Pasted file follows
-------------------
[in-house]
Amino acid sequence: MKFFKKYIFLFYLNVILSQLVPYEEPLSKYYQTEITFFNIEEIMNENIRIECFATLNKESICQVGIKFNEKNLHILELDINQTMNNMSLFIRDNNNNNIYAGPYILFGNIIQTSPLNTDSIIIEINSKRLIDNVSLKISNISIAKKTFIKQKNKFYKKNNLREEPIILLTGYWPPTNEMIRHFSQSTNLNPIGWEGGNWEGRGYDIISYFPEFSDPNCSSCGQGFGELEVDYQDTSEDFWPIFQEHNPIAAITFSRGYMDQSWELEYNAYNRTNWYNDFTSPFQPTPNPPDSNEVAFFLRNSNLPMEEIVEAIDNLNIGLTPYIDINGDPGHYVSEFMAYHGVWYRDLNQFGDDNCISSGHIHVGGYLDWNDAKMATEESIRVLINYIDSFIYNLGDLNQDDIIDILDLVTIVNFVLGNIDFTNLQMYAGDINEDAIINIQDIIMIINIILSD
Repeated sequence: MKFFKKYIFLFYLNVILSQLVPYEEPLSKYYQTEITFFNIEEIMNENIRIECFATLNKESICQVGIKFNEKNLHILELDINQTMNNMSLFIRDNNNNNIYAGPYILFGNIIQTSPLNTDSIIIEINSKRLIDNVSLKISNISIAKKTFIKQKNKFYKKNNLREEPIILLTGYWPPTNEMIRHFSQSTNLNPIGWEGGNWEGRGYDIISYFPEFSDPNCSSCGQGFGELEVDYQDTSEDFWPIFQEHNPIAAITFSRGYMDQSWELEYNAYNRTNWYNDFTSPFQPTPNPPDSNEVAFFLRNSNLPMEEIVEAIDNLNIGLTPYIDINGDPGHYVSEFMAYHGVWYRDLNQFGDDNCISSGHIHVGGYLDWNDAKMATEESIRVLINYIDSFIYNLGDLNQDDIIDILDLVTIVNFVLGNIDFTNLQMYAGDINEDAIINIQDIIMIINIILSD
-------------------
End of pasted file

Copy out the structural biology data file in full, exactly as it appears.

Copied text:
[in-house]
Amino acid sequence: MKFFKKYIFLFYLNVILSQLVPYEEPLSKYYQTEITFFNIEEIMNENIRIECFATLNKESICQVGIKFNEKNLHILELDINQTMNNMSLFIRDNNNNNIYAGPYILFGNIIQTSPLNTDSIIIEINSKRLIDNVSLKISNISIAKKTFIKQKNKFYKKNNLREEPIILLTGYWPPTNEMIRHFSQSTNLNPIGWEGGNWEGRGYDIISYFPEFSDPNCSSCGQGFGELEVDYQDTSEDFWPIFQEHNPIAAITFSRGYMDQSWELEYNAYNRTNWYNDFTSPFQPTPNPPDSNEVAFFLRNSNLPMEEIVEAIDNLNIGLTPYIDINGDPGHYVSEFMAYHGVWYRDLNQFGDDNCISSGHIHVGGYLDWNDAKMATEESIRVLINYIDSFIYNLGDLNQDDIIDILDLVTIVNFVLGNIDFTNLQMYAGDINEDAIINIQDIIMIINIILSD
Repeated sequence: MKFFKKYIFLFYLNVILSQLVPYEEPLSKYYQTEITFFNIEEIMNENIRIECFATLNKESICQVGIKFNEKNLHILELDINQTMNNMSLFIRDNNNNNIYAGPYILFGNIIQTSPLNTDSIIIEINSKRLIDNVSLKISNISIAKKTFIKQKNKFYKKNNLREEPIILLTGYWPPTNEMIRHFSQSTNLNPIGWEGGNWEGRGYDIISYFPEFSDPNCSSCGQGFGELEVDYQDTSEDFWPIFQEHNPIAAITFSRGYMDQSWELEYNAYNRTNWYNDFTSPFQPTPNPPDSNEVAFFLRNSNLPMEEIVEAIDNLNIGLTPYIDINGDPGHYVSEFMAYHGVWYRDLNQFGDDNCISSGHIHVGGYLDWNDAKMATEESIRVLINYIDSFIYNLGDLNQDDIIDILDLVTIVNFVLGNIDFTNLQMYAGDINEDAIINIQDIIMIINIILSD